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Abstract

Plasma with magnetic field behaves as a birefringent, optically active medium, propagation perpendicular to the field being purely birefringent, propagation parallel to it, purely optically active. It can be shown that for any direction of propagation there exist two characteristic waves with different phase velocities whose state of polarization remains unchanged during propagation, and the characteristic polarizations are orthogonal. A beam propagating in arbitrary direction can be resolved into two characteristic components, which will travel at different phase velocities determined by the corresponding characteristic refractive indexes, then recombine to produce an altered polarization and phase relative to a second beam that traversed the same distance of empty space. This is the basis of the Faraday rotation method for measuring magnetic field, and of interferometry designed to measure plasma electron density. It is also, though less obviously, the process underlying Thomson scattering. The present article is devoted to a short account of these three topics.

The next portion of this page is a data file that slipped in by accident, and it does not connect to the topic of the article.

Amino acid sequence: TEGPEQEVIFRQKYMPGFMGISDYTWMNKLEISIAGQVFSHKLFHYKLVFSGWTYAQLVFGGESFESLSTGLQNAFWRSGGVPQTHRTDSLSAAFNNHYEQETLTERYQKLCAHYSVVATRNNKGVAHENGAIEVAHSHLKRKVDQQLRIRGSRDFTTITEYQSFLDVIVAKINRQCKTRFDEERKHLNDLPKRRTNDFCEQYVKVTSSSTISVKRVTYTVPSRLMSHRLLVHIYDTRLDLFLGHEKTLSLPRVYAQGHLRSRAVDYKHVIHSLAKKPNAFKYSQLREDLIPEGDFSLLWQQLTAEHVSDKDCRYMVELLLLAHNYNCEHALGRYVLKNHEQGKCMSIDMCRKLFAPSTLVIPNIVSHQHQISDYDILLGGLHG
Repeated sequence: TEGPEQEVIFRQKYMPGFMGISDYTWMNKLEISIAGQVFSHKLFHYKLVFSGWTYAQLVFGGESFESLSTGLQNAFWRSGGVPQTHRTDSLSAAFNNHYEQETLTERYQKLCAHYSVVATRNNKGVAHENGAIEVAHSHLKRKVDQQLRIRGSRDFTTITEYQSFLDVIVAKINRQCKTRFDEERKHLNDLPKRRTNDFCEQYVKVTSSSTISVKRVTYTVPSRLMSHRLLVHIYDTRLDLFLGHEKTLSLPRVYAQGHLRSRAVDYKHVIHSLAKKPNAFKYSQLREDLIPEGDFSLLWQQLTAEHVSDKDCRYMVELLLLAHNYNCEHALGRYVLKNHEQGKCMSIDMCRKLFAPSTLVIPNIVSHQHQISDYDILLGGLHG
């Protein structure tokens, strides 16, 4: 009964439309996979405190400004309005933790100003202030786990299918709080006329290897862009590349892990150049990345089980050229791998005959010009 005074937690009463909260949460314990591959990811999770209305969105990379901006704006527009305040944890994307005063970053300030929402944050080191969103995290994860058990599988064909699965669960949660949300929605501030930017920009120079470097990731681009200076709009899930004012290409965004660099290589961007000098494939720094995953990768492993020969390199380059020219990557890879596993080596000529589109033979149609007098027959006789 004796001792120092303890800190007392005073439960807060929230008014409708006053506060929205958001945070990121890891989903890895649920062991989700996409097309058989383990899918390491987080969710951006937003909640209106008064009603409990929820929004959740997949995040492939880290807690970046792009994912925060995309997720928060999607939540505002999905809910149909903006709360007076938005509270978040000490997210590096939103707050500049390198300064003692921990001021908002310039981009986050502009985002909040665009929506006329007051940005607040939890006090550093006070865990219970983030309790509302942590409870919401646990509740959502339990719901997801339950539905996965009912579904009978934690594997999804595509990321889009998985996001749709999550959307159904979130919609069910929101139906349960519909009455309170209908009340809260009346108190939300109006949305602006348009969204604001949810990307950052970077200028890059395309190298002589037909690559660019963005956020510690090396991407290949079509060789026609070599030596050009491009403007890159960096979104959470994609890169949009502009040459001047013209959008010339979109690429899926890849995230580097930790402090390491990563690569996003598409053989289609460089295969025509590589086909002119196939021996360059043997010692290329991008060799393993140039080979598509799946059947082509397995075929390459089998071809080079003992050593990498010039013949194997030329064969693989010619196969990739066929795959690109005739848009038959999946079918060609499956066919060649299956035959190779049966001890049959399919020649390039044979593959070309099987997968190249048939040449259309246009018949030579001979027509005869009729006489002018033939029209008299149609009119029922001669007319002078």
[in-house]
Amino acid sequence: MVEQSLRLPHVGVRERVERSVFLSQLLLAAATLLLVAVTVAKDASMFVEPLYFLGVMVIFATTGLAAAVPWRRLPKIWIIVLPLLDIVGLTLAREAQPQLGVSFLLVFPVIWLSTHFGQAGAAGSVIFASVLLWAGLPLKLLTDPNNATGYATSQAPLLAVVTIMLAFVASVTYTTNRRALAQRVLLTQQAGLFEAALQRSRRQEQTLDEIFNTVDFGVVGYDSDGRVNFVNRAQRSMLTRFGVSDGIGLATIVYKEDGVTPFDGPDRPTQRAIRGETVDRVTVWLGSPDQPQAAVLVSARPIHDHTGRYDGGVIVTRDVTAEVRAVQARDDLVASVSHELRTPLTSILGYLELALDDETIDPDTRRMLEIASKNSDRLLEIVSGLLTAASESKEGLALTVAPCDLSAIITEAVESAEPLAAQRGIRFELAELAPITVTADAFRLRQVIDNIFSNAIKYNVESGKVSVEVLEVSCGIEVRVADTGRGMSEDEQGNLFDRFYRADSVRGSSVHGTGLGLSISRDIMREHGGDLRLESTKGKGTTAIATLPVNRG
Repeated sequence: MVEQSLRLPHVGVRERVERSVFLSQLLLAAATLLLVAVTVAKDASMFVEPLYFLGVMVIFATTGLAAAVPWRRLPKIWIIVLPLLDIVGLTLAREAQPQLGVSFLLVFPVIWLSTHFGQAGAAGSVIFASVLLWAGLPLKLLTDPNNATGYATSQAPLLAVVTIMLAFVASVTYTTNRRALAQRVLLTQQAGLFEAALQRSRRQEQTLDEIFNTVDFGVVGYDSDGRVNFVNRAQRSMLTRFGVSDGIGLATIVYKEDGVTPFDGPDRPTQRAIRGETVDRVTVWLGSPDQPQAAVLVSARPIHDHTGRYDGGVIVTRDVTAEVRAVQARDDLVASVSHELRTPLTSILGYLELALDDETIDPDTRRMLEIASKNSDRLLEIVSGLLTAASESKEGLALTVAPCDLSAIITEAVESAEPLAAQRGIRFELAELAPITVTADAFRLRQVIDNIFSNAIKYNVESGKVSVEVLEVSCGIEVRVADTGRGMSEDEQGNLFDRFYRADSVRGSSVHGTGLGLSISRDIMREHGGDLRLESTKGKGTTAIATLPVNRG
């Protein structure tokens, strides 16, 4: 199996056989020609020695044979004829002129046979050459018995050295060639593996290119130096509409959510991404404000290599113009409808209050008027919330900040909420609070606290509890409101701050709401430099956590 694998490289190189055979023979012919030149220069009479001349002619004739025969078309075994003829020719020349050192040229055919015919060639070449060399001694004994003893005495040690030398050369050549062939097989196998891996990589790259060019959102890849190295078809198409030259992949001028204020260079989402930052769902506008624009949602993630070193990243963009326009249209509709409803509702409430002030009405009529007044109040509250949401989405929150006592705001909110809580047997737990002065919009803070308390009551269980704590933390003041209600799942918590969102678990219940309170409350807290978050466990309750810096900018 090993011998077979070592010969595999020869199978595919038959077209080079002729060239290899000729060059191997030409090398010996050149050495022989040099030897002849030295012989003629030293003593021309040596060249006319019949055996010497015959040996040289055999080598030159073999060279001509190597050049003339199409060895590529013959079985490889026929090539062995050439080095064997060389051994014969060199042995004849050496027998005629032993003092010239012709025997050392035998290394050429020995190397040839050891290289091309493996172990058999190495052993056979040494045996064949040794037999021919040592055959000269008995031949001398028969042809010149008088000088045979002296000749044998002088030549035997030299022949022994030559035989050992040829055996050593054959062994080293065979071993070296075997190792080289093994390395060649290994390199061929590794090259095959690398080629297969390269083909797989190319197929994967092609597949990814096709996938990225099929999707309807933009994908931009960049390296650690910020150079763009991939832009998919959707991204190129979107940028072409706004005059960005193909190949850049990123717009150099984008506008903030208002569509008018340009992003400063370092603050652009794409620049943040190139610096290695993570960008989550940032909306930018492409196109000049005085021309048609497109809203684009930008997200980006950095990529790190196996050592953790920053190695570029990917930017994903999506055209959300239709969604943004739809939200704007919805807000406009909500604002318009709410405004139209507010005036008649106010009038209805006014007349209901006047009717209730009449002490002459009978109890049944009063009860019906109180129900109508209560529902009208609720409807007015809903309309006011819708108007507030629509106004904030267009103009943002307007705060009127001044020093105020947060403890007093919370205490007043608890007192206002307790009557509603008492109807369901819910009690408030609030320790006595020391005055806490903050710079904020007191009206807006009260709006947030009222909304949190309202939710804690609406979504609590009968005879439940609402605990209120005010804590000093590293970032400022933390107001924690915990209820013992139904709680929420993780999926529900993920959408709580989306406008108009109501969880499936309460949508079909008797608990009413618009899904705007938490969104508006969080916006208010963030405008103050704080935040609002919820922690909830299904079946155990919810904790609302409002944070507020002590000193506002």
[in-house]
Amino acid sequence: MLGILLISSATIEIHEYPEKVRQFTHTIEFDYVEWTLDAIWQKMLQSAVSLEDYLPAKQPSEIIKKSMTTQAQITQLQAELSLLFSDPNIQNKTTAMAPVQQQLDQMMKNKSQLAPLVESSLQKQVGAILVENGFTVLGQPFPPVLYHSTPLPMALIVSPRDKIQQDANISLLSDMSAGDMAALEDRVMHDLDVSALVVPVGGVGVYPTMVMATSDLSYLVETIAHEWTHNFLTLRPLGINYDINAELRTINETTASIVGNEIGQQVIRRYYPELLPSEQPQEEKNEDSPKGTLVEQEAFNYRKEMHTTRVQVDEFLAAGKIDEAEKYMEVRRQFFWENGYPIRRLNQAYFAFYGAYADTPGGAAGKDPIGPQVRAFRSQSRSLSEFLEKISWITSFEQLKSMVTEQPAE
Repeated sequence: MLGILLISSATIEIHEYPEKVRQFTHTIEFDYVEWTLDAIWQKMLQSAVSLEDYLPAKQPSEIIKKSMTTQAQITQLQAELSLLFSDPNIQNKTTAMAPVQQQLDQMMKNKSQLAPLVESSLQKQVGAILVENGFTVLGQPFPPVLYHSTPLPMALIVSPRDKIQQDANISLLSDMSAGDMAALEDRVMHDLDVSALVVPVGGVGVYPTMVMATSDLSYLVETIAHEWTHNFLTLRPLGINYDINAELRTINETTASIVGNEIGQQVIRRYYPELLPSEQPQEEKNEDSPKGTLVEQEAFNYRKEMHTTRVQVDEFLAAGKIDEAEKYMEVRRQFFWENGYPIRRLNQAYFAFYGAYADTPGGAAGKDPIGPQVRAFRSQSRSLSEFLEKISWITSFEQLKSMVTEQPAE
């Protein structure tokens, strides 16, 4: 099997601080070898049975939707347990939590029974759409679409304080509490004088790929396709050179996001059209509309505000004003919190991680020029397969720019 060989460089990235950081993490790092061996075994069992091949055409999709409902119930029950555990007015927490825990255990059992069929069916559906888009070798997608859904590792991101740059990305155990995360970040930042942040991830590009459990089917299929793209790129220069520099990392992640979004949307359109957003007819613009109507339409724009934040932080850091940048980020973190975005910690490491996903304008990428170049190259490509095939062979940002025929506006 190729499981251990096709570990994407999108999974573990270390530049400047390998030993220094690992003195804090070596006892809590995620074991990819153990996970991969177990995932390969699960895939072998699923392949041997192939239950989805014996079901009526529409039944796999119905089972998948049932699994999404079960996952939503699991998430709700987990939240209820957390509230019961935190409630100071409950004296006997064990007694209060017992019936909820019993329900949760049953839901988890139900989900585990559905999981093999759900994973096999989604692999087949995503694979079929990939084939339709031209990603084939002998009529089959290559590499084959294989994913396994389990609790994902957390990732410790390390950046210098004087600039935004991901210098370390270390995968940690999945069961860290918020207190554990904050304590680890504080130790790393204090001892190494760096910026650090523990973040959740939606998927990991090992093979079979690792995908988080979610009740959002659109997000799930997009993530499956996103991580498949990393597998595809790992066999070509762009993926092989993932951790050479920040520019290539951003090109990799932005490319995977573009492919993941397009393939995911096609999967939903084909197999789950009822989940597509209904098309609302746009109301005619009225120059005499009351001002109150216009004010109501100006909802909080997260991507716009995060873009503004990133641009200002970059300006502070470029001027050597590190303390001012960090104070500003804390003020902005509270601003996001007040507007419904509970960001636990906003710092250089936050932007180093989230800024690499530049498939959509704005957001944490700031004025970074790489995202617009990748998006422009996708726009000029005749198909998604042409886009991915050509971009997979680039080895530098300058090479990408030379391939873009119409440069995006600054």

Additional information

Authors: EVANS D E CULHAM LABORATORY, ABINGDON, OXON (UK), CULHAM LABORATORY, ABINGDON, OXON (UK)
Bibliographic Reference: WRITE TO THE LIBRARIAN, UKAEA, CULHAM LABORATORY, ABINGDON, OXON, OX14 3DB (UK) MENTIONING REPORT CLM-P 675, 1982
Record Number: 1989122040300 / Last updated on: 1987-01-01
Category: PUBLICATION
Available languages: en